One of my favorite organic vendors who sells mainly on Saturdays at the Market had these just stupendous looking carrots. These would be perfect roasted. Incredibly simple. Incredibly tasty. Cut carrot into 2-3 bite sized pieces. Toss with extra virgin olive oil, salt and pepper. Layout onto a baking sheet pan, making sure the carrot pieces are spread out and not touching. If they are too crowded, they will steam and not caramelize & roast. Put into a 400 degree oven, checking every 15 minutes while also moving them around so they cook evenly. Depending on the thickness of the carrots, it could be 45 minutes to an hour. They will turn out super sweet, working lovely as a side dish to a host of things. Like candy. Really good, healthy candy.
Just arrived at the shops, crocodile embossed leather goods. I found these at the stationery show way back in May. They were very worth the wait. So handsome–passport covers, luggage tags & daily planners for 2014. Such a great looking trio. To give or to keep. I am always on the hunt for good guy gifts for Watson Kennedy. These fit the bill. In spades. Beautifully made, the colors of the leather nice and rich, these will bump up the style quotient when traveling considerably.
To me, home, and how you chose to live in it is such a highly personal thing. It is your home. It should bring you comfort & delight. The thing I most love about writing this blog is that I get to share with you a bit of our home life, and what design means to me/us. I think homes evolve over time–layering our interests as time progresses. To me homes are the most interesting when they tell a visual story of the journey of the inhabitants. Sharing with you the beginning of our Hawthorne journey has been such fun. There is not a day that goes by that a customer/blog reader does not bring it up with me. I love that! The point of my post today is about how we like mixing a bit of the high and the low into our homes.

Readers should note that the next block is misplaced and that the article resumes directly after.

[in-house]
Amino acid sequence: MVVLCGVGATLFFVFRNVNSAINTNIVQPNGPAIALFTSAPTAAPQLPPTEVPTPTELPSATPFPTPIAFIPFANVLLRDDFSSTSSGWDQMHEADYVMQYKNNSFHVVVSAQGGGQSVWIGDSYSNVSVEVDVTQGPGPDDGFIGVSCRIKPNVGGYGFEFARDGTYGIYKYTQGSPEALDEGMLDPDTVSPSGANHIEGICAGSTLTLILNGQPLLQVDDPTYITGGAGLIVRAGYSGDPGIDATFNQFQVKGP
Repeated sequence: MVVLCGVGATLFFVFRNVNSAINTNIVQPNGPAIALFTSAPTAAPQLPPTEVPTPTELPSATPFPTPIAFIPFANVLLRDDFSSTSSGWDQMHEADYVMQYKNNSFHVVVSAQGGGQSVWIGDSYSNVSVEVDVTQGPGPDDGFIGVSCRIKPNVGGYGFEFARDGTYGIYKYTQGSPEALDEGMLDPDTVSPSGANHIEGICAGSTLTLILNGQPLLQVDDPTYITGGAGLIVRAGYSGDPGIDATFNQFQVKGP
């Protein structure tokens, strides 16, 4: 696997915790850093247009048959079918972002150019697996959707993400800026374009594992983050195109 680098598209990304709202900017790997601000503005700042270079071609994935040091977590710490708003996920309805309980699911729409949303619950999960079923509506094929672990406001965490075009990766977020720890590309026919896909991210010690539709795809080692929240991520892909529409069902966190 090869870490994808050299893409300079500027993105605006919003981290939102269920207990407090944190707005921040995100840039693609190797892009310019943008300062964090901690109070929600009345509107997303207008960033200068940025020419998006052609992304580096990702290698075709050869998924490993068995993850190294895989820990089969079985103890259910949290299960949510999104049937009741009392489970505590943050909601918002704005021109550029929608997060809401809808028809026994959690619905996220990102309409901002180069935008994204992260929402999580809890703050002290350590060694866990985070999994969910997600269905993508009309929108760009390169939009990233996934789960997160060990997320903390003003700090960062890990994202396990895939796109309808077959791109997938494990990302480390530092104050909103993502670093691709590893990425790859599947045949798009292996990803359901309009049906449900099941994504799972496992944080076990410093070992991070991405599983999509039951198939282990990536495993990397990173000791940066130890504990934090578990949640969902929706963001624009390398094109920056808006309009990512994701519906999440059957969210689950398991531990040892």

What does that really mean? You by now have figured out we love vintage goods, so the home will certainly include many vintage things we find here and there. We also love a bit of lux. I am a sucker for an Hermes throw, and curling up with one while reading a book is such a luxury. That would be the high. We came across these $12 lamps at Lowe’s when we were on the hunt for light switch dimmers. These would be the low. I just came to a quick halt when I spotted these, because we were about killing ourselves in the darkness each time we walked into the house each night. Lamps make such a statement and most times can be big ticket items. I just started laughing to TPS when he rounded the corner, saying these would be such a great quick fix.
Design inspiration can come from all places. By keeping our eyes always open to possibilities we might find things where we least expect them. When we do find just the right lamps to replace these, I can see taking the shade off of these and using the lamps with exposed Edison bulbs somewhere else in the house. Ahhhh, the high/low of it all. Keeps things interesting, keeps things unexpected.
More vintage English hotel silver arrived this week. Our shelves are just shining and shimmering with delight. These pieces make such beautiful gifts, I am stocking up for the coming months. Here is a look at some of the beauties from this last shipment. It is incredibly hard not to take each and every piece home. Incredibly hard.
A restful, lovely Sunday to you all. Ted
Setting a dining table is an activity I find quite enjoyable and let a bit of resourcefulness & creativity be the driving force. I also know from talking to many, many customers it is a task that can bring on much apprehension and a tiny bit of fear to many. My biggest piece of advice when thinking about setting a table is, have fun with it. There really are no set in stone rules. Use what you have and let your creative spirit soar. Our very first dinner with guests last week in New York is a bit of an example. We are just starting to set up house, so not all our usual things were right at hand. Also, being in the country, things are a bit more spread out, so running around to get this and that becomes much more of a chore. I decided to use what we had around the house to set the table.